- Communication: Whilst there has been some criticism of schools being PR-focused, communication is important, and careful consideration should be given to the messaging to those in the school community. The nature and extent of any messaging will depend at this stage on the school’s own context, but having a communications plan can be helpful, at least in identifying internally key contacts and where queries from pupils, parents, the press and others ought to be directed.
- Reporting requirements: where schools are in receipt of allegations or disclosures, consideration should be given to any potential reporting requirements beyond inter-agency safeguarding and the police. For instance, whether the concerns raised require reporting to the regulator (e.g. ESFA or Charity Commission). Where there are specific allegations of harm or alleged failures on the part of the school, it may also be sensible to notify the school’s insurer.
The government has asked Ofsted to undertake an “immediate review” of safeguarding policies in state and independent schools, and “will look at the extent and the severity of the issue and ensure that schools have appropriate processes in place to allow pupils to report concerns freely, knowing these will be taken seriously, and dealt with swiftly and appropriately”. As part of the review, Ofsted will (with ISI as appropriate) visit a sample of schools and colleges where cases have been highlighted, to look at how well safeguarding is working and discuss the wider issues raised by the evidence. The review will not report on individual schools, although if serious or widespread failures are found, this will trigger an immediate full inspection.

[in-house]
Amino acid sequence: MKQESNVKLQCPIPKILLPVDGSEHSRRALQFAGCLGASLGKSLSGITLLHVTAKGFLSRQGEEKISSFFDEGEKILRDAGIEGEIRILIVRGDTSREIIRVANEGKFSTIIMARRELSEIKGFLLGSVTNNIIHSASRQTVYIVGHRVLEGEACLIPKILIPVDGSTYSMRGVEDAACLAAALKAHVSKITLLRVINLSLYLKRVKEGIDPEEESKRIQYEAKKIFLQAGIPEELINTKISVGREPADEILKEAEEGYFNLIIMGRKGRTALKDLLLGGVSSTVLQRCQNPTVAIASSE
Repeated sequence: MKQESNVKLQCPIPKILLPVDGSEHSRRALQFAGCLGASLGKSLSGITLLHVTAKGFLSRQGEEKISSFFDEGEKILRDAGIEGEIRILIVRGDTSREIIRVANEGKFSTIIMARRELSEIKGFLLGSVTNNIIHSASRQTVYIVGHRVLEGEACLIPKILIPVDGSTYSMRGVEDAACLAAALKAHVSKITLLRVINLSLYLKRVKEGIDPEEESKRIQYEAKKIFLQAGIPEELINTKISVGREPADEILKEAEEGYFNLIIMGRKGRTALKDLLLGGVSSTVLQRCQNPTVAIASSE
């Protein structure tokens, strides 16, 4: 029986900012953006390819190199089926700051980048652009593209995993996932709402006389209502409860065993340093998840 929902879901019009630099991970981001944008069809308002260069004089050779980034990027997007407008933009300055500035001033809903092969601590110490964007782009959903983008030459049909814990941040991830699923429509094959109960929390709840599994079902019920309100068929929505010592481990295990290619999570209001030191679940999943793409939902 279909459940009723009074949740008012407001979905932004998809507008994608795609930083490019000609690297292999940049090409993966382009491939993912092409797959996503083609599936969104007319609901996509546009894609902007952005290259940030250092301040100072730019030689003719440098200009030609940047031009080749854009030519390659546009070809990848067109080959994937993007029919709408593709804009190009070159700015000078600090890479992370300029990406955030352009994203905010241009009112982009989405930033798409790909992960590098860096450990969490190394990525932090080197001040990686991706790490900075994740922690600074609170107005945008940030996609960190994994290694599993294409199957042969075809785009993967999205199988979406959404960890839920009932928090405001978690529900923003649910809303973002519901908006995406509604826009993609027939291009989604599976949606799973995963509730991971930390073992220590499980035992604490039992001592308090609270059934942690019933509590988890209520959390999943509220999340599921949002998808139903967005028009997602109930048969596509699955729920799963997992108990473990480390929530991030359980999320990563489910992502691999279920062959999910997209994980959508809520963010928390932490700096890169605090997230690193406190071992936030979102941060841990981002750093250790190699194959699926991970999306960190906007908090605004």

The review will be looking to consider the effectiveness of safeguarding arrangements, and look at the overall culture in the school. The review is to conclude by the end of May this year, and will also include a review of the adequacy of the current guidance on sexual harassment and violence allegations, and consider whether the inspection regimes in state and independent schools are strong enough to address concerns and promote pupil welfare. We can therefore expect that this is the beginning of the story, with changes expected in the coming months.